Why are the two related? Because they are two sides of the same coin.
News is an accumulation of the current and the urgent, but not necessarily the important. It is a consolidation of the macro. It concerns a large section of people, and spreads out thin. It is sold to us as being relevant to our lives, but it is entertainment pretending to be useful information. Today’s news has every disease that the entertainment industry does: income based on advertisement, subservience to ratings and a preference for everything that is sensational. It is instant gratification for the masses, so much so that yesterday’s news is already old news. Extensive news reports of the “Royal wedding” last week illustrate every point I have made above.
Philosophy is accumulated wisdom through the ages. It is timeless and important, but we do not perceive its urgency. Its gratification is delayed. It is a distillation of the micro. It concerns every individual, and has passed through a discerning veil of time whose thickness is measured in decades, centuries and even millennia. Marcus Aurelius’ Meditations, Seneca’s letter on the shortness of life, or the message of the Bhagavad Gita are quoted more often today than ever before. They will not become outdated tomorrow.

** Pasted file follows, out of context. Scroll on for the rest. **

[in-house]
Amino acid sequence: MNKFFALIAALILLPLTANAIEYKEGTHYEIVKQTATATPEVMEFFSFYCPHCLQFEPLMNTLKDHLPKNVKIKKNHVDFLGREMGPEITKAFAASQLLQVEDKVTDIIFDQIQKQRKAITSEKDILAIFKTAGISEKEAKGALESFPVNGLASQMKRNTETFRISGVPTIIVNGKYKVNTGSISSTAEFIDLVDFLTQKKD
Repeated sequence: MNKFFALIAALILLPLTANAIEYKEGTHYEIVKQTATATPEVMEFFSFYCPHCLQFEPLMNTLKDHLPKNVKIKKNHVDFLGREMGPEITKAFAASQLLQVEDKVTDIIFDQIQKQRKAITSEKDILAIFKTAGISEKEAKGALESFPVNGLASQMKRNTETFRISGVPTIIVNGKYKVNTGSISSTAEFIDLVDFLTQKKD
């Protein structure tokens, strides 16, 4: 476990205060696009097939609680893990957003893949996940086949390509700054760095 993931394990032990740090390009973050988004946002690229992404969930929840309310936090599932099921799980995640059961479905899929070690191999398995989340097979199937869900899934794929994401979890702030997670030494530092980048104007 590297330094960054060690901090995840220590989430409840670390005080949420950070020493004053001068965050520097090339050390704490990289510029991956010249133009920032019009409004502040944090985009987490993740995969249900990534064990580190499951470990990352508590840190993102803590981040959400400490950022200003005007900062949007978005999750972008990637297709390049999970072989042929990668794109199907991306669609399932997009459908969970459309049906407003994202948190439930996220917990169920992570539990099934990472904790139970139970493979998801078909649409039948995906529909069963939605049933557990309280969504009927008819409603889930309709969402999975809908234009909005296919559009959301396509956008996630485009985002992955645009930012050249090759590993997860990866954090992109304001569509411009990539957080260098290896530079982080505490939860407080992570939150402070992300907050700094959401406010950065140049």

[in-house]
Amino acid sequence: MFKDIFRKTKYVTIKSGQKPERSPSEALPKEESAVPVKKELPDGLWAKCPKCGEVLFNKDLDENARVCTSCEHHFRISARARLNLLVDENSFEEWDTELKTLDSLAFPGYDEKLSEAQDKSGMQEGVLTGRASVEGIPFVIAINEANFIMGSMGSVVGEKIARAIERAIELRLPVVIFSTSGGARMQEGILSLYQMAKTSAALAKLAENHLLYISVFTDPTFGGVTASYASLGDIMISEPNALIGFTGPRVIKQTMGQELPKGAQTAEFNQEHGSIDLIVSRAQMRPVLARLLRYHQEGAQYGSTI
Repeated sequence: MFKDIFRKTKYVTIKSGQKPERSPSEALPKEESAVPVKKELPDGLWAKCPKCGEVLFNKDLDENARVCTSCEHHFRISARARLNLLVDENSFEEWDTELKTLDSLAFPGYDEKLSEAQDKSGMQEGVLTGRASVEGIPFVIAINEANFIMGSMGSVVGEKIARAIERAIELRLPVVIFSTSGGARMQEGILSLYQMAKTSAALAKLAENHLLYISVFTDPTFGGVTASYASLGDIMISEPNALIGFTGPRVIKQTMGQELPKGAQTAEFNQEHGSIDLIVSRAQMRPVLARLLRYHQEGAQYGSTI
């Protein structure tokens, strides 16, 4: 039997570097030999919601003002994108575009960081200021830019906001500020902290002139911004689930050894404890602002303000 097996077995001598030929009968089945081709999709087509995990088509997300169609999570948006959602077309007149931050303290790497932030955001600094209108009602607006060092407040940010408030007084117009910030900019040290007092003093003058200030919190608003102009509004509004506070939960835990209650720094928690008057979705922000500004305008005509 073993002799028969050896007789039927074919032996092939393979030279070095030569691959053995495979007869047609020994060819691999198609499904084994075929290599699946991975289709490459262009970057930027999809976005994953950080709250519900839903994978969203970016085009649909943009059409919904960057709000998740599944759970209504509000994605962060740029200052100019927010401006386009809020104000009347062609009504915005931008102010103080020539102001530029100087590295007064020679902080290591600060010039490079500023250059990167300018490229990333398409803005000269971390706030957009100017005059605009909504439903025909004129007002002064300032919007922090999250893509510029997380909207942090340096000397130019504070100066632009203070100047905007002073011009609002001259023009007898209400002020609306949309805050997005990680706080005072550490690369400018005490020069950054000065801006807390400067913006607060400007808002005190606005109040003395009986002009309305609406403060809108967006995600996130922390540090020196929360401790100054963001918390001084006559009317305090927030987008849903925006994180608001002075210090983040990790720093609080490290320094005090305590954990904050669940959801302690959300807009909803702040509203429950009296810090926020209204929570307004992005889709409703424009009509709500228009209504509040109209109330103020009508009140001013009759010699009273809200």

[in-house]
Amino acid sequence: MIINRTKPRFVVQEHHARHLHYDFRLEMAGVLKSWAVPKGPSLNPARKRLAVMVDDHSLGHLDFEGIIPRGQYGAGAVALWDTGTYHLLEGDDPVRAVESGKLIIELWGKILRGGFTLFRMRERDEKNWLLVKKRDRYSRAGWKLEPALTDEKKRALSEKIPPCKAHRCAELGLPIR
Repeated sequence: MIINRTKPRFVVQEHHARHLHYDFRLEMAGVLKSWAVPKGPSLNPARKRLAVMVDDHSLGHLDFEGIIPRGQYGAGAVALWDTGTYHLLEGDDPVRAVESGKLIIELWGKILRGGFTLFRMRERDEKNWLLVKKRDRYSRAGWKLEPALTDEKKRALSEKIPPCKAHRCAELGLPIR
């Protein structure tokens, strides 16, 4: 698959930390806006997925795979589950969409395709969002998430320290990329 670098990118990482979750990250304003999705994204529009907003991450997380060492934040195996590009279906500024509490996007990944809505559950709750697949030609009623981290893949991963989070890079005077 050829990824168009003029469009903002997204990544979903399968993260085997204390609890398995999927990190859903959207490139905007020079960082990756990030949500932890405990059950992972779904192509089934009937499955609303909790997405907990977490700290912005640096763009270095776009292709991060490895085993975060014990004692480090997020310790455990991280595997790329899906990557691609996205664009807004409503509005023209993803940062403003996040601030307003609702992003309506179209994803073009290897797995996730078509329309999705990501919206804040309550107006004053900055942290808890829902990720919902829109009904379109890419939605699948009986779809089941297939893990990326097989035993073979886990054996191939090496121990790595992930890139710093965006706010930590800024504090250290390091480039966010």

And why must the two be in competition? Because time is our only finite resource. I wager that if people direct the half-an-hour they spend on prime time news everyday on engaging with philosophy, the world would be a better place. The revolution has already started. People like Maria Popova of BrainPickings and Alain De Botton of The School of Life are spearheading it.
I am optimistic.